Throughout their 20-year history, Island Moving Co.’s artistic and executive directors, Miki Ohlsen and Dominique Alfandre, have sought out and encouraged emerging choreographers. They’ve done this not just by featuring their work in regularly scheduled concerts with the company’s dancers, but also by inventing new kinds of presentations, such as 2001’s choreographer competition and 2002’s Open for Dancing, a moveable feast of afternoon performances at several Newport venues.
Now they’ve come up with Two Steps Forward, a two-day festival of dance and choreography which will bring new pieces to the public and give 11 new choreographers the opportunity to have one-on-one discussions with New York-based dancer, choreographer, and dance critic Gus Solomons, Jr.; Boston-based dance historian and critic Iris Fanger; and Boston-based dance instructor and choreographer Daniel McCusker.
The public performances promise to be versatile and eclectic, with an excitement in the air about their very newness. Tiverton dancer/choreographer Barbara Derecktor Donahue will begin Friday night’s program with "Wave Dancer," a belly dance to live drumming. Donahue has taught dance for many years and IMC presented a piece of hers in the mid-’80s. Her newfound passion for belly-dancing will be a colorful kickoff to Two Steps Forward.
Saturday night’s opener will be a segment of "Patio Andaluz" by IMC regular Alejandro Gomez. Gomez, along with three other male dancers, will do the male quartet from "Patio," which will be seen in its entirety later in IMC’s season (July 18-26). Set to the vibrant music of the Gipsy Kings, it’s contemporary ballet infused with Latin soul.
Inspired by the catchy rhythms of Bobby McFerrin’s "The Train," Providence dancer/choreographer Laura Bennett created the six-minute trio "Ballston Rag" for two women and one man. In flowing pants and sarongs that are hot pink, dark red, and navy, the dancers let loose in hard-driving dance phrases and intricate steps, with classical elements weaving through the whole.
"There’s lots of skin," observed Bennett, who dances in it. "The dance is upbeat and fun, and I thought it would suit the outdoor summer venue well."
Next up is a collaborative work by Providence’s Arabella Project — Rachel Balaban, Catherine Bodner, Mary Gendreau, Marty Sprague, Julie Strandberg, Sumati Eberstadt, and Sharon Jenkins — with the first five performing the piece " . . . andagain . . . " to four excerpts from YoYo Ma’s "Silk Road Journey."
"Our point of departure was the theme of survival," explained Strandberg. "It was about surviving life’s challenges and crises and about doing that with other people because we’re social beings. Arabella’s guiding principle is to be as clear as possible about what we’re trying to do and leave the audience space for their point of entry into it."
Other Friday night presentations include: "Elan," by Barrington’s Mary Gendreau, a quartet set to to harp music; a new trio to Edith Piaf songs by IMC Company member Eva Marie Pacheco (also seen later in IMC’s season); and a solo by Heidi Henderson to live music by Keith Munslow.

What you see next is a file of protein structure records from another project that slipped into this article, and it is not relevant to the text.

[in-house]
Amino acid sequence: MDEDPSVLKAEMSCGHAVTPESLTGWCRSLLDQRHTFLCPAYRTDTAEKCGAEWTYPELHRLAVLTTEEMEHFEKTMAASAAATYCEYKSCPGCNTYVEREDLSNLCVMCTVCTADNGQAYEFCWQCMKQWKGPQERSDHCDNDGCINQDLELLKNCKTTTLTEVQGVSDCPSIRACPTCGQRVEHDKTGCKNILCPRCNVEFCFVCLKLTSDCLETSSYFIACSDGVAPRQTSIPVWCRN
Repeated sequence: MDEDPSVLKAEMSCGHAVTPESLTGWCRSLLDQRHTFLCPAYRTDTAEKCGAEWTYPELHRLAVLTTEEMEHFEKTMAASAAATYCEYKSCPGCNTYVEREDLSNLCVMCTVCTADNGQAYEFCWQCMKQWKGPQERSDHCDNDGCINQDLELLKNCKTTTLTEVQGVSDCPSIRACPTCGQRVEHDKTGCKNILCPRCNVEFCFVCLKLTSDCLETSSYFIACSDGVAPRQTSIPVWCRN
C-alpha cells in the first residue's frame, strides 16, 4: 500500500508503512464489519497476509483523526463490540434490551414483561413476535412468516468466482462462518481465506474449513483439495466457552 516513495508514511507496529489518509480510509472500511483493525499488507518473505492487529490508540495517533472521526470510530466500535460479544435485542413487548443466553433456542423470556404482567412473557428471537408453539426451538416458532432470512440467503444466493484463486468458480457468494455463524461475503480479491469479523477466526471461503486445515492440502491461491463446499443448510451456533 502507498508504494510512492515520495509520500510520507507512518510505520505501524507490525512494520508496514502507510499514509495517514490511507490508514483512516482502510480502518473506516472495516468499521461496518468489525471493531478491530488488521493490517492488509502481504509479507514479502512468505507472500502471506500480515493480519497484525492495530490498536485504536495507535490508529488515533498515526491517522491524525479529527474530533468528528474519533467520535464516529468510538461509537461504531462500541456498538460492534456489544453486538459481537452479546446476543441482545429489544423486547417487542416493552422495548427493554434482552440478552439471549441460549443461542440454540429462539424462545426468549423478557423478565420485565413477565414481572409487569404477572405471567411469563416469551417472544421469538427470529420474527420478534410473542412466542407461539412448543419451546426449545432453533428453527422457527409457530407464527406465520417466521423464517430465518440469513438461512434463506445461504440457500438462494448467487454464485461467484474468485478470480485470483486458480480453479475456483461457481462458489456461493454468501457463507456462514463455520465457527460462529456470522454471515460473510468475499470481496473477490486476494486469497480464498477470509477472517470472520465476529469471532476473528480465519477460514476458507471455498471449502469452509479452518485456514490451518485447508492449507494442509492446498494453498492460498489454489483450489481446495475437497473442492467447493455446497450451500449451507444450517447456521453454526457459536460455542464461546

Henderson described her untitled five-minute piece as "a slow, gestural thing, with some running and kind of odd foot patterns. It goes to the ground a lot and the ground becomes inevitable — I can’t get up after a while." Long black gloves with black pants and a nude-colored dress on top suggest the humor Henderson often inserts into her dances.
On Saturday night, Gomez’s male quartet will be followed by Tovah Bodner’s "Reveries," a dream-like piece for five female dancers set to music by Clint Mansell; excerpts from "Hard Times," Festival Ballet member James Brown’s contemporary ballet for eight dancers, including children, set to traditional fiddle music; three short solos, "Serious (Series of) Solos," by Fusionworks dancer Nathan Andary; and a solo by Rhode Island College’s Melody Ruffin Ward.
Ward sees her untitled solo (set to piano music by the trio called Budd Garcia) as a work-in-progress that tries "to explore the notion of what it feels like to not have a voice, both literally and figuratively. It’s looking at issues of race and gender and biases and how that in itself takes away a person’s voice." The text behind the movement is taken from an Audre Lorde essay, "The Transformation of Language into Action."
Nathan Andary’s three short solos, which will be interspersed throughout the evening, were inspired by "the mindless activity that we perform every day." The first piece is "Passing Thought," with Ellen Gaudena walking on stage to pick up a chair and being taken off into a daydream. "A More Complex Thought" has Fusionsworks dancer Paige Parks in a ball gown, struggling to subdue an inanimate object — a plunger — to the music of Maria Callas. And "A Stream of Consciousness" features another Fusionworks member, Kerrie-Jean Hudson, reading a book and then flowing into a dream-like dance, to original music by Jude Gordensen.
The Saturday performance will conclude with all of the choreographers taking part in The Parsons Etude, a montage of movement from the work of David Parsons which Laura Bennett will be teaching over the course of the weekend — a fitting end to a celebration of choreographers by honoring one of the best in contemporary dance.
IsLand Moving Co. will perform on Friday and Saturday, July 11 and 12, at 6:30 p.m. at Fort Adams State Park. Call (401) 847-4470.
Issue Date: July 11 - 17, 2003
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